Scrub's perspective question

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1. ## Scrub's perspective question

When drawing in perspective, I've started doing some thinking, and I'm hoping my theory is corroborated!

With 2- and 3- point perspective, will all subjects be situated between the 2 or 3 vanishing points?

I ask because I've been practicing my cubes in perspective. For whatever reason, I plopped two VPs onto my horizon line, occupying about the left 2/3s of the page and drew a couple [cubes]. Once I had 2 of the little buggers and a sad ellipse, I looked at the other side of the page, void of cubes or ellipses! As I drew the formost edge for yet another cube, I stopped -- can I draw a cube here? The same rules don't seem to apply.

If this is too confusing (admittedly, I kinda confused myself here), just ask and I'll try to give the best clarification.

Many thanks!

2. I think it's time to stop floundering around by yourself and get a decent perspective book.

3. ## The Following User Says Thank You to Elwell For This Useful Post:

4. Do you have a personal favorite?

I've definately been thinking about that this morning. I'll poke around the reading lists here. On a side note, I've tried going through the handprint article, but It's extremely technical; Perhaps I'll save it for when I have a better working understanding.

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Originally Posted by TheMumm
When drawing in perspective, I've started doing some thinking, and I'm hoping my theory is corroborated!

With 2- and 3- point perspective, will all subjects be situated between the 2 or 3 vanishing points?
Not necessarily. If you are standing on a crossing and looking along one road, in exactly the same direction as the road, you will have traditional 1-point perspective. That is not what you were asking.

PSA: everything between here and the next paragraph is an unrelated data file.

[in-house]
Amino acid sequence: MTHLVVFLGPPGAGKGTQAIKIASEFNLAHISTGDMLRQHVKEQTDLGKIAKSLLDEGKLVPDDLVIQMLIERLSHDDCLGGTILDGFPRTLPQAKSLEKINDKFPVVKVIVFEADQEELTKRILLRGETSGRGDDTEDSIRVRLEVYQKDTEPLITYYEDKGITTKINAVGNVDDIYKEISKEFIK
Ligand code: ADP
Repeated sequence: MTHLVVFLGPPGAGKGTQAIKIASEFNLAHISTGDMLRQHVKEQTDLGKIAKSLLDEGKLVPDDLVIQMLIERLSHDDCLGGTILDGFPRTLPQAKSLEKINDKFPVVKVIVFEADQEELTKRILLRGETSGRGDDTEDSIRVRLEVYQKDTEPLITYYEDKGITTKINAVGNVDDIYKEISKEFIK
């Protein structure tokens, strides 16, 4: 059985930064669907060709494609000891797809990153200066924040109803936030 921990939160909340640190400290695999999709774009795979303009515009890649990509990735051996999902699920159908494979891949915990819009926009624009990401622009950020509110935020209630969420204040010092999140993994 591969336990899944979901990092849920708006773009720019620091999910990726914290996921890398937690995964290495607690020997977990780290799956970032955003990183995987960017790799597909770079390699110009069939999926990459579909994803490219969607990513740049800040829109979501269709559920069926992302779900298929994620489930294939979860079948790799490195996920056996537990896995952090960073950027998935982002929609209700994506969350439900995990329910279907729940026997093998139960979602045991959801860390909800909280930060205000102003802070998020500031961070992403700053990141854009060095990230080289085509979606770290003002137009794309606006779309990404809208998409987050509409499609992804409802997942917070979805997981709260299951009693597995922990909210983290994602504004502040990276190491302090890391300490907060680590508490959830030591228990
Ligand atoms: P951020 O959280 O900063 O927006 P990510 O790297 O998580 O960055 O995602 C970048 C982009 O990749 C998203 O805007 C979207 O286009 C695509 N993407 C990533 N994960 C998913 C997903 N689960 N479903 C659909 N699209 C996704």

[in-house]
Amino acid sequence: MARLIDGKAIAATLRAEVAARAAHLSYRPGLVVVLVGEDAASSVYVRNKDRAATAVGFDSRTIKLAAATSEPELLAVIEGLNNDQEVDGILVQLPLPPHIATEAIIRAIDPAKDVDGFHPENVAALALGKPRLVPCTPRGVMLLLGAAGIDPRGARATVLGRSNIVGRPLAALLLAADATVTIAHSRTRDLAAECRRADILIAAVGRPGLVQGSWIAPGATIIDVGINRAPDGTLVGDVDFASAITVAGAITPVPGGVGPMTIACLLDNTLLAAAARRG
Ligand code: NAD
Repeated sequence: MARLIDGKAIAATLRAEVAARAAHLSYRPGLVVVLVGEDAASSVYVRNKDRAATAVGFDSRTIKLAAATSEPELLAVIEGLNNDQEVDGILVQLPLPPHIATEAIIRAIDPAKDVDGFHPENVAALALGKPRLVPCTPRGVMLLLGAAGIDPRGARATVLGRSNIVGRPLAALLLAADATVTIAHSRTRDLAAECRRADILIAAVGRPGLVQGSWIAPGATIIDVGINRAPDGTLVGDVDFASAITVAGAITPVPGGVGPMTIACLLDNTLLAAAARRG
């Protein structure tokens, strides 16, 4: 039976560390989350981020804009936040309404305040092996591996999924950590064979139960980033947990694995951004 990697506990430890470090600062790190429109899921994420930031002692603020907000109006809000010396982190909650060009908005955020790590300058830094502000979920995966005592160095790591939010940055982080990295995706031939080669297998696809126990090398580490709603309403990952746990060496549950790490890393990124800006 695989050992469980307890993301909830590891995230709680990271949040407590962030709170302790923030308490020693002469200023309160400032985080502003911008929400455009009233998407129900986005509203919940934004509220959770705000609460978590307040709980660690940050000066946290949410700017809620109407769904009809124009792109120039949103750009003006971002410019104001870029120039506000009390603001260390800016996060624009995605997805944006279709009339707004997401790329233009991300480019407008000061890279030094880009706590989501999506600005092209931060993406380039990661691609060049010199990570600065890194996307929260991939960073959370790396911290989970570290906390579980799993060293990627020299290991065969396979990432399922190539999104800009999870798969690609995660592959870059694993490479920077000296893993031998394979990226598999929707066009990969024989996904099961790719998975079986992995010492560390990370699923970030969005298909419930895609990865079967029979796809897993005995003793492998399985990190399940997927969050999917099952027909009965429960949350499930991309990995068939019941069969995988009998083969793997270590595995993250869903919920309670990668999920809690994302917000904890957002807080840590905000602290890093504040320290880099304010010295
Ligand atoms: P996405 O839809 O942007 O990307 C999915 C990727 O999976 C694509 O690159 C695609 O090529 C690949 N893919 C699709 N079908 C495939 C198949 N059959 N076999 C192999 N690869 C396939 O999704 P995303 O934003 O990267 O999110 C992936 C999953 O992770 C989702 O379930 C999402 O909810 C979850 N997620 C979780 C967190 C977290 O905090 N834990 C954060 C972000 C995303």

Now, turn your head by a few degrees horizontally. As a result, you will get 2-point perspective, with the road vanishing into a point slightly off centre, and the perpendicular road vanishing into a point which is far away to the side. Now, about half of the world is not between your two vanishing points...

6.

7. Originally Posted by MephistoLV
Yes, Perspective Made Easy is a really good place to start. Handprint is comprehensive, but super, super dense and technical, and the formatting makes it difficult to read. It's more like "perspective made complicated."

8. Originally Posted by TheMumm
Do you have a personal favorite?

I've definately been thinking about that this morning. I'll poke around the reading lists here. On a side note, I've tried going through the handprint article, but It's extremely technical; Perhaps I'll save it for when I have a better working understanding.
This site has a comprehensive look

http://www.handprint.com/HP/WCL/tech10.html

I like Rex Vicat Coles book Perspective for artists. Its a little dense but covers everything, some people say its confusing but I've never had a problem with it. The Norling book perspective made easy is a good easy to understand approach

9. Just placed an Amazon order for Perspective Made Easy. Excited to see it! Thanks, all!

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